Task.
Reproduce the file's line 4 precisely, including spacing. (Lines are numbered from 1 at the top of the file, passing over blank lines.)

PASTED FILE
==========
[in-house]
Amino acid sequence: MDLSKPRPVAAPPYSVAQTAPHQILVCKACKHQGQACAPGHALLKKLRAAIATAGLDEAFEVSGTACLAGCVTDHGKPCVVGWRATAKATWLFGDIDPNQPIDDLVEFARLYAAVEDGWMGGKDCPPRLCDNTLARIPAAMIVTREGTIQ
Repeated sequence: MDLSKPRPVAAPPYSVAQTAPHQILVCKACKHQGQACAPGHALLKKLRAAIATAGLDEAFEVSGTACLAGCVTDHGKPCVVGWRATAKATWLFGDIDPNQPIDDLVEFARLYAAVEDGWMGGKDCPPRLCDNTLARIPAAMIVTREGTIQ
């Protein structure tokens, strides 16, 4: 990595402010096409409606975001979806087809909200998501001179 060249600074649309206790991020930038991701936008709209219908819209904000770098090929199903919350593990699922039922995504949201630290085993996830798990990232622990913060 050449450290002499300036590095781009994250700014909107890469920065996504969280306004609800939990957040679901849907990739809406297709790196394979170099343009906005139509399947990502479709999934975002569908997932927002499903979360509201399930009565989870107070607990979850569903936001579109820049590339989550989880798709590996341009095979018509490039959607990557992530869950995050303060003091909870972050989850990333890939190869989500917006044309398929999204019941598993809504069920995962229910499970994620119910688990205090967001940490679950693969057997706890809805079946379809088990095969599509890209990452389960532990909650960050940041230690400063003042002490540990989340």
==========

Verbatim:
């Protein structure tokens, strides 16, 4: 990595402010096409409606975001979806087809909200998501001179 060249600074649309206790991020930038991701936008709209219908819209904000770098090929199903919350593990699922039922995504949201630290085993996830798990990232622990913060 050449450290002499300036590095781009994250700014909107890469920065996504969280306004609800939990957040679901849907990739809406297709790196394979170099343009906005139509399947990502479709999934975002569908997932927002499903979360509201399930009565989870107070607990979850569903936001579109820049590339989550989880798709590996341009095979018509490039959607990557992530869950995050303060003091909870972050989850990333890939190869989500917006044309398929999204019941598993809504069920995962229910499970994620119910688990205090967001940490679950693969057997706890809805079946379809088990095969599509890209990452389960532990909650960050940041230690400063003042002490540990989340």